For a bunch of “doom and gloomers,” the first session of our symposium was relentlessly optimistic. Opportunity in biotech was only one of three major themes that emerged yesterday.
Opportunity in emerging and frontier markets was another. Frank Holmes, the chief of U.S. Global Investors, remains an unabashed China bull.
China’s per capita GDP is equal to that of the United States in the 1960s. “China’s going to connect 700 million people and 250 cities” with its high-speed rail system. A recent fatal accident there notwithstanding, Frank sees big growth ahead.
Another telling sign Frank sees — the proliferation of luxury goods in China. The real thing, not knockoffs. Cartier, Gucci, Hermes… They’re all opening retail locations in China at a breakneck pace.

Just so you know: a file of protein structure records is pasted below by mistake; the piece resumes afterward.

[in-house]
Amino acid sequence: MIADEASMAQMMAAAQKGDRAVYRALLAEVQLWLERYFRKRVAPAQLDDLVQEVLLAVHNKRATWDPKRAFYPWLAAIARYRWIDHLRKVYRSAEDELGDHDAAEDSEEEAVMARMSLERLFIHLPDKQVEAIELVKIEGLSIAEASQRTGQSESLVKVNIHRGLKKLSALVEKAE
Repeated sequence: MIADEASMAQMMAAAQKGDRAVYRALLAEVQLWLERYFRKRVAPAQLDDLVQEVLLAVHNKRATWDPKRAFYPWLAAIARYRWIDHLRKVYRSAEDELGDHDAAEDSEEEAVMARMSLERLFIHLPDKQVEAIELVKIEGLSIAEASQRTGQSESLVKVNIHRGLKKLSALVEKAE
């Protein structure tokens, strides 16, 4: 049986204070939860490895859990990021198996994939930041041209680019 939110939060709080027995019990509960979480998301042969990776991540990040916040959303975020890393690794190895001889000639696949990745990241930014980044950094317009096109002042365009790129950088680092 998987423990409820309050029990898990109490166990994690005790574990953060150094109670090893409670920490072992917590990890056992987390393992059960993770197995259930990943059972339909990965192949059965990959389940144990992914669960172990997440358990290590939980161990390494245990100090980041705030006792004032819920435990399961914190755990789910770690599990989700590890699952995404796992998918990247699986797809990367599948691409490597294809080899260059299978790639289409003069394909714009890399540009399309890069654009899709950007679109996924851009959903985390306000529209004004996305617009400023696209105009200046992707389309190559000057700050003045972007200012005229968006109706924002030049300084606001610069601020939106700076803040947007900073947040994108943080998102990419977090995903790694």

“If I were looking for a good pair trade,” remarked Leopard Capital founder Doug Clayton, “I’d go long these four countries, and short the United States.”
Clayton, whom we first encountered in Colombia in March and visited at his home base in Cambodia in May, is among the pioneers in “frontier markets” — emerging markets that haven’t yet begun to emerge.
He highlighted four countries he has his eye on right now:
- Cambodia: Lots of untouched natural resources
- Bangladesh: A giant pool of inexpensive labor. If you missed out on the Indian growth story 15 years ago, Bangladesh is the way to go
- Haiti: A $4 billion economy is getting a massive infusion of up to $10 billion in earthquake relief.
- Ethiopia: Home to 8-9% annual growth.
Combined, they have a population nearly equal to that of the United States, and a GDP less than 1% of America’s.
“The things people spend money on in frontier markets is ‘stuff,’” says our old friend Rick Rule, pivoting to our third major point of opportunity — natural resources.
“If Chinese per capita oil consumption rose merely to the level of South Korea,” he points out, “it would use up all the world’s oil.